That leave be granted to introduce a Bill entitled an Act to give statutory effect to recommendations of the Labour Court in relation to pay and conditions in certain sectors of the economy; and to provide for connected matters.
A recent High Court judgment struck down the sectoral employment order, SEO, system for the electrical contracting sector and also the statutory framework for other such orders as set out in Chapter 3 of the Industrial Relations (Amendment) Act 2015. The judgment has had a chilling effect on the conduct of industrial relations in this country. It is a far-reaching judgment and there may be consequences outside the immediate subject area of the actual Bill. The judgment must be appealed to the Supreme Court because there are very significant issues of public interest at hand.
Since 1908 under the old Trade Boards Act and later under an Act of the Oireachtas enacted in 1946, it has been the policy of the State to provide a framework for sectoral collective bargaining to promote decent pay, terms and conditions above the statutory basic minima in areas of the economy that were susceptible to low pay, exploitation and where trade union density may be patchy or non-existent. Chapter 3 of the 2015 Act, on the SEO system, which was the subject of the recent High Court ruling and was deemed to be in conflict with Bunreacht na hÉireann, was designed to address deficiencies in the role of the Oireachtas in the making of the former registered employment agreements, as found in what is known as the McGowan judgment of 2013. The High Court has now judged, in the National Electrical Contractors of Ireland, NECI, v. the Labour Court, the Minister for Business, Enterprise and Innovation and the Attorney General, that, in essence, the Minister and the Labour Court are exercising the legislative power of the State by making laws giving effect to the terms of the three purported sectoral employment orders without being the Oireachtas.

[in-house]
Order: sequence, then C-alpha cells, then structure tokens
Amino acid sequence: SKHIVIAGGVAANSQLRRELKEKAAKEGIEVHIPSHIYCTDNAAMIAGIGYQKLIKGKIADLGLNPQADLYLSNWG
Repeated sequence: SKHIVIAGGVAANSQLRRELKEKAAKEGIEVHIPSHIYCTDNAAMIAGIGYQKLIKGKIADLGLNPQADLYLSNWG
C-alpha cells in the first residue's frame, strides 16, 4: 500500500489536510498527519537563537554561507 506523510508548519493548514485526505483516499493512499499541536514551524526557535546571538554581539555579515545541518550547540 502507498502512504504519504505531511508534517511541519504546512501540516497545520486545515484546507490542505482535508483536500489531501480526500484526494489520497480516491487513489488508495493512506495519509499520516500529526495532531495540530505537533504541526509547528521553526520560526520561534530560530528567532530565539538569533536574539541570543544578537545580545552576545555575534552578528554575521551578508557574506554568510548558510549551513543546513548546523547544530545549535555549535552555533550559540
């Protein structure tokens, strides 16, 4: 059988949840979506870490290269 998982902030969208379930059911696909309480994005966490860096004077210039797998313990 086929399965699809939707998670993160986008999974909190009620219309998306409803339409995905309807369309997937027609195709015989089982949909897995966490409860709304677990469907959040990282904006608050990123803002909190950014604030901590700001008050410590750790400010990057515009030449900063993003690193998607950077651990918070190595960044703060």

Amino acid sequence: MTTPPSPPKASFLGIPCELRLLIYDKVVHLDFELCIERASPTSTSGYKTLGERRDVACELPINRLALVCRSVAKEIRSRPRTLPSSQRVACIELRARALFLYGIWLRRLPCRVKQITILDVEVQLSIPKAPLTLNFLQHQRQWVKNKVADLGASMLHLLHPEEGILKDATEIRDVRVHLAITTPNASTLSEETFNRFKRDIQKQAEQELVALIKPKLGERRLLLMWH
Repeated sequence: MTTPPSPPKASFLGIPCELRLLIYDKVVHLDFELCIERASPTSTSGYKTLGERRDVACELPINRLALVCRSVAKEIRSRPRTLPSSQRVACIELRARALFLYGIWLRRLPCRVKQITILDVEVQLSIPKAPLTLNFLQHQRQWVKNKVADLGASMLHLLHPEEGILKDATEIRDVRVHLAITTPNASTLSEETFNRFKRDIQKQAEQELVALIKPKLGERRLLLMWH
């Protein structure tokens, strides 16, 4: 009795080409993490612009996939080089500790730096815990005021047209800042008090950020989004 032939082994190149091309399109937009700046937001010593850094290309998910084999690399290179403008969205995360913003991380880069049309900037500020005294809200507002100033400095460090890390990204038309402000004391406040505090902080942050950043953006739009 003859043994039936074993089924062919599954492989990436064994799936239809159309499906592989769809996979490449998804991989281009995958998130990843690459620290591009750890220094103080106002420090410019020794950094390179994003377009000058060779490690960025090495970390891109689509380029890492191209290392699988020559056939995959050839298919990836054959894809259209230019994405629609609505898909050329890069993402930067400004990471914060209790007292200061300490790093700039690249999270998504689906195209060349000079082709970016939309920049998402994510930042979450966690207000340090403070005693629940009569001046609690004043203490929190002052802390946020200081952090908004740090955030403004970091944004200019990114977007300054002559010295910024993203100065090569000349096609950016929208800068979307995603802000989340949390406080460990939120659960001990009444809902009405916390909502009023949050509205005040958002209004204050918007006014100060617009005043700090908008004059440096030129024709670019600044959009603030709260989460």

The Industrial Relations (Sectoral Employment Orders Confirmation) Bill 2020 seeks immediately to remedy this defect by giving statutory effect to the recommendations of three purported sectoral employment orders covering tens of thousands of electricians and construction workers across all kinds of grades and categories and, indeed, mechanical engineers and related disciplines too. In other words, the terms of these three orders that were struck down essentially by the High Court can under the proposed legislation be converted into primary law with the blessing of both Houses of the Oireachtas to address some of these significant defects identified by the High Court.
The programme for Government is virtually silent, sadly, on the whole question of workers' rights and their advancement. Since its foundation, the State has expressed it to be desirable that there should be space to allow unions and employers to engage in sectorally applicable and enforceable agreements across entire economic sectors in order to support the principle of decent work, avoid a damaging race to the bottom and promote a level playing pitch for good, compliant businesses. This Bill continues in that tradition. Its ambitions have the support of the trade union movement. It is urgent for tens of thousands of workers across the construction sector and related disciplines and for our economy. I am hopeful the Government will see fit to support this legislation when it is tabled for Second Stage debate shortly.